My current system is a Desktop running Windows 7 and OpenSUSE Leap and my laptop which runs Windows 7 and Linux Mint 18.02 Sonya with a Cinnamon front-end.
In the past my Desktop was my go to machine with an Intel DX79SR and hex Intel i7 chip, it also has a lot of Corsair stuff like a Corsair power block and liquid cooling. I still have to go home and see what it all is. When my external hard drives got taken, I went through a lot of data loss and recovery attempts and then reformatting of my hard drives. However much of my art work and 3D and Unreal Engine programming, as well as my most important Python prototyping and C/C++/C#/Java programming was done on that desktop, especially my game projects that were sold to EA and Disney.
My laptop is a new experience, specifically the many different flavors of Linux going through it, and I still prefer Linux Mint to everything else, but some distributions of Linux work better on different hardware than others, and Linux Mint is too finicky for my desktop although I would prefer it. I find SUSE unwieldy, and will probably go to Ubuntu on the desktop next.
I can run Adobe Server2 and MySQL and MariaDB from my laptop, and I continue to work with the CLI as I did in the past on Sun Solaris UNIX at Trinity in the 1990's as well as Silicon Graphics machines. But I must say that my lap top-- though now obsolete-- is probably the equal of those Silicon Graphics machines in the 1990's on which they made Jurassic Park.
I prefer to have a Microsoft Visual Studio with the capability to use both Python 2 and 3, and I prefer to prototype in Python or C, and then as my needs change, move to whatever language they need.
For instance, when I developed Galaxy of Heroes from scratch and unasked, which is now in-house at EA Games, because I sold it to Disney and EA, I used Python over two days to quickly get an game working in an engine. I then had to rewrite the engine, and eventually move the entire piece into Dessault Systems software because of an OOP bottleneck that Visual Studio couldn't easily handle without proprietary libraries. Finally, Disney owned the characters and character art necessary for the game to truly succeed, but my inspiration was timely and sold a year before the release Episode VII- The Force Awakens.
The need for rapid prototyping is almost gone except for the individual developer, and most tools have already been made.
My newest game ideas rotate around using either the Unreal Engine IV (of which I helped upgrade the physics engine making it the "go to" engine again in 2015) or Android SDK.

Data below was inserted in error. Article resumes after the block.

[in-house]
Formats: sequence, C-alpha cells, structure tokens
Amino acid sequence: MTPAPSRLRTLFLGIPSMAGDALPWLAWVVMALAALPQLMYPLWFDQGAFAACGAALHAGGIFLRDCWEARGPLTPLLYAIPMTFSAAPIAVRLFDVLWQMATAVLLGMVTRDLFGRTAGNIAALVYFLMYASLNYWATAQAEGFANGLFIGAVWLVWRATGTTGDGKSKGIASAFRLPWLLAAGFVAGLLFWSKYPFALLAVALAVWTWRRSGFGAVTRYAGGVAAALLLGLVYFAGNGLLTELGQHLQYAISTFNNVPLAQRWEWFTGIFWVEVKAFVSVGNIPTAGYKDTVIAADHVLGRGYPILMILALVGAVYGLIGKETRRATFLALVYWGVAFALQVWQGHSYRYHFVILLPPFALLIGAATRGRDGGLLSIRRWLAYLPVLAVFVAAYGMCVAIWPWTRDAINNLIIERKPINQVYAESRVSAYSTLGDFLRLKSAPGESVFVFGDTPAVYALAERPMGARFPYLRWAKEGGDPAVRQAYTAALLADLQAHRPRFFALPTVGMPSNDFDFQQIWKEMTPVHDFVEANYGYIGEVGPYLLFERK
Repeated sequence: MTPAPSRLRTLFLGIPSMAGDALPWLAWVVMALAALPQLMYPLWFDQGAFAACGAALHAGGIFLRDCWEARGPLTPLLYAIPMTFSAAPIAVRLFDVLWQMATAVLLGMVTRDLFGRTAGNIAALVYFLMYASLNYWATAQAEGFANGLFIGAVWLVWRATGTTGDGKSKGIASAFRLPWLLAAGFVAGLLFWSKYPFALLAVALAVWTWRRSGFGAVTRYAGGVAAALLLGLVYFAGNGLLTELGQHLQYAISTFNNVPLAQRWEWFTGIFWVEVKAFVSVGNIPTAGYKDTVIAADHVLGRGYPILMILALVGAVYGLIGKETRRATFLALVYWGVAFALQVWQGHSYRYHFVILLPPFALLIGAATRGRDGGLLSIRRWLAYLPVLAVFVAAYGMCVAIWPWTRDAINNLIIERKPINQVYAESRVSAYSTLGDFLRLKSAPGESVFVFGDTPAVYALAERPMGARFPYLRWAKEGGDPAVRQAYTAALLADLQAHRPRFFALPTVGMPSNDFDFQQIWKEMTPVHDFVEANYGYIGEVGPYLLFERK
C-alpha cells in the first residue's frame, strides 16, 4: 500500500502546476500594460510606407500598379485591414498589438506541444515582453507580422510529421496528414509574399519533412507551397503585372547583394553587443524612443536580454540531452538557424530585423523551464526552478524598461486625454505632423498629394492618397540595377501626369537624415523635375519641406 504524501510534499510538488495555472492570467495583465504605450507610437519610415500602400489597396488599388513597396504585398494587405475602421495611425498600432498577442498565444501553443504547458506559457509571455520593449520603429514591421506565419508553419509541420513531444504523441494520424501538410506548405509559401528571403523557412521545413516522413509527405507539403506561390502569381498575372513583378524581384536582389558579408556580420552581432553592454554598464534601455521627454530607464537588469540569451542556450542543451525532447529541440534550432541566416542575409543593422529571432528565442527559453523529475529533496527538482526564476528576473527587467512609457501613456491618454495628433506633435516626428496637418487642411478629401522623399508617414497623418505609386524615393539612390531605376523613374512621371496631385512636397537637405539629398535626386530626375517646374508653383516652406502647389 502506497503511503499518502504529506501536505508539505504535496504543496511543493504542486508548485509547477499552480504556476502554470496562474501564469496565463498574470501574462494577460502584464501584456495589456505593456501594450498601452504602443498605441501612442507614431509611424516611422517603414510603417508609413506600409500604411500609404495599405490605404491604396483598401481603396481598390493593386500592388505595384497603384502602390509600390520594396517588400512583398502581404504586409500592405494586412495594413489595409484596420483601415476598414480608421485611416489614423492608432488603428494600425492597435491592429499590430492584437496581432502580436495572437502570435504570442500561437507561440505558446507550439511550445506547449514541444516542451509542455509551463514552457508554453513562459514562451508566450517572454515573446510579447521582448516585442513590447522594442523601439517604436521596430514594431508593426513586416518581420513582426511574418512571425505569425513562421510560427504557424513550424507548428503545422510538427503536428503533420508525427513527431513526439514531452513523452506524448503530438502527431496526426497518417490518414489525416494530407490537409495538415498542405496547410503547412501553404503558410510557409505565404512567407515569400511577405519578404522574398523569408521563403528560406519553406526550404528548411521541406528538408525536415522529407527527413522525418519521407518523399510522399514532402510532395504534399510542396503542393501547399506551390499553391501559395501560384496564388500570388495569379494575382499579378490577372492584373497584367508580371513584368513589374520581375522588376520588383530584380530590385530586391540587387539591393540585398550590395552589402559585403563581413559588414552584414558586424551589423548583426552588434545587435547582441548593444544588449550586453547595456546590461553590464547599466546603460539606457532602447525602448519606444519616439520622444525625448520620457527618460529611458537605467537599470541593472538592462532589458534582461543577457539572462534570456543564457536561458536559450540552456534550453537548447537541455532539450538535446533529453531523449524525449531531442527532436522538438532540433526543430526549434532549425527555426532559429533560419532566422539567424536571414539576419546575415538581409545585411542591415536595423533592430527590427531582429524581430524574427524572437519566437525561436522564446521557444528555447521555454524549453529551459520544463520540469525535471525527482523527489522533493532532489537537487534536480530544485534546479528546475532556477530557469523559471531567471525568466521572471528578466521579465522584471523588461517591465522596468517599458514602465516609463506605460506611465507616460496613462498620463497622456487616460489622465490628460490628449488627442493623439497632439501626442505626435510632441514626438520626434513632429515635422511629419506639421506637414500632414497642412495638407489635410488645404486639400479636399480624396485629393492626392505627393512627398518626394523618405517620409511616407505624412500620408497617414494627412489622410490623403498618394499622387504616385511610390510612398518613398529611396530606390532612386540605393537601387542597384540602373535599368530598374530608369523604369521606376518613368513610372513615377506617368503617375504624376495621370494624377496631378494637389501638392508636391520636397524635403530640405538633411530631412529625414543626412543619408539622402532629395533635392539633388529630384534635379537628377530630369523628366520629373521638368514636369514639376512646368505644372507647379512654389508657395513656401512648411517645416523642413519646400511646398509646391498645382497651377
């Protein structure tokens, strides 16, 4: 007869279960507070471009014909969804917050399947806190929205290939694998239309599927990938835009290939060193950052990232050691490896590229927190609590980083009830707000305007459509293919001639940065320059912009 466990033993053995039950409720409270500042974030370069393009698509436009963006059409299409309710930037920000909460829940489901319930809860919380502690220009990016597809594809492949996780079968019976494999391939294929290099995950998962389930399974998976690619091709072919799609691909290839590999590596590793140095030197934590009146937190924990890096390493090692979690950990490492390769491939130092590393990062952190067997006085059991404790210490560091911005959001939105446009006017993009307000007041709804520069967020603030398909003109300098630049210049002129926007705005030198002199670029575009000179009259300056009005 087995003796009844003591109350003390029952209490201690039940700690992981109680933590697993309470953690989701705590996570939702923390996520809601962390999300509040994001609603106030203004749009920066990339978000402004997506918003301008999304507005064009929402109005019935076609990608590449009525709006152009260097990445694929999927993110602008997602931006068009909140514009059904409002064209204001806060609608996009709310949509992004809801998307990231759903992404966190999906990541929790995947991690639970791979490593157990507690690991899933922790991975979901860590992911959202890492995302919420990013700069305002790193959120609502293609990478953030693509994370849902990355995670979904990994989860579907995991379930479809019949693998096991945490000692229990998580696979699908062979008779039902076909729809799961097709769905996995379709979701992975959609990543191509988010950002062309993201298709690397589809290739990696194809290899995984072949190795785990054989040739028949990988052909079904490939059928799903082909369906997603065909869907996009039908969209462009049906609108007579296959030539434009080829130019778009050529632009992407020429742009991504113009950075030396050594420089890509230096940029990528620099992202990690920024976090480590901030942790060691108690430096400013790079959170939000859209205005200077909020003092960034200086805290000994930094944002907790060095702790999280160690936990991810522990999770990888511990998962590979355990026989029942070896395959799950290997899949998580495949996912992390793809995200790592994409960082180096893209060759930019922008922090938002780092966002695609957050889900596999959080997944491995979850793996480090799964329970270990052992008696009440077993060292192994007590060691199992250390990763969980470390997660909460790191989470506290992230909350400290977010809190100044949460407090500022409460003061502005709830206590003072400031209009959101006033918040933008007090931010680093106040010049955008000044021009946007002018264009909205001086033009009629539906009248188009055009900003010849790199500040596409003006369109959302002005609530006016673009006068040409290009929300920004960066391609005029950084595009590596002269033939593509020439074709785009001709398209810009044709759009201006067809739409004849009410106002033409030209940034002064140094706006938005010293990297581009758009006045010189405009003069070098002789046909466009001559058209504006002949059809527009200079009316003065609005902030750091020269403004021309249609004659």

A word on the power of CMAKE and the CPP (C Pre-processor): people keep trying to get rid of C Language.
I believe it is because they want to make it commercial and owned by a few, like what they did with the MATLAB language that went from open-source to a purchased product owned by a few when folks weren't paying attention.
C is incredibly powerful, and C++ is written in C. However, C is more low level, and faster--
23 times faster than Java.
23 TIMES FASTER THAN JAVA.
So I love C.
It can be used for everything from CNC machine programming, fax machines, to upgrading physics engines in your favorite game IDE like Unreal IV.
How did I do it?
It took physics equations from physics books, I imported those single equations into Octave (the open-source equivalent of MATLAB), compiled and took the output and had the C preprocessor call it as an included executable-- not a library-- thus allowing the Unreal Engine IV to use real time graphic capabilities supposedly impossible for realistic rendering.
The time it takes for those real-time rendering of lighting and lightning is impossible for the NURBS for even the most modern high-end video cards.
So how was it possible?
Because it took over 12 hours to compile the C program on a i7 machine with 32 Gbs of RAM.
But once it was done, it could be called from a video card with the math already done.
I got no glory for this other than the developers making the Unreal Engine IV free for users and developers.
SO what am I doing today?
I am building my websites, continuing my experiments in electronics and electricity of tube amplification, and looking for a real job where the folks will pay me for my efforts.
I am also developing two new games: f(x)=Dominion and a different game based on the I Ching.
I am tired of shooting things and greatly cheered by the developers of CupHead and their efforts.
That is all for now, other than more ZBrush work.
Have a good day!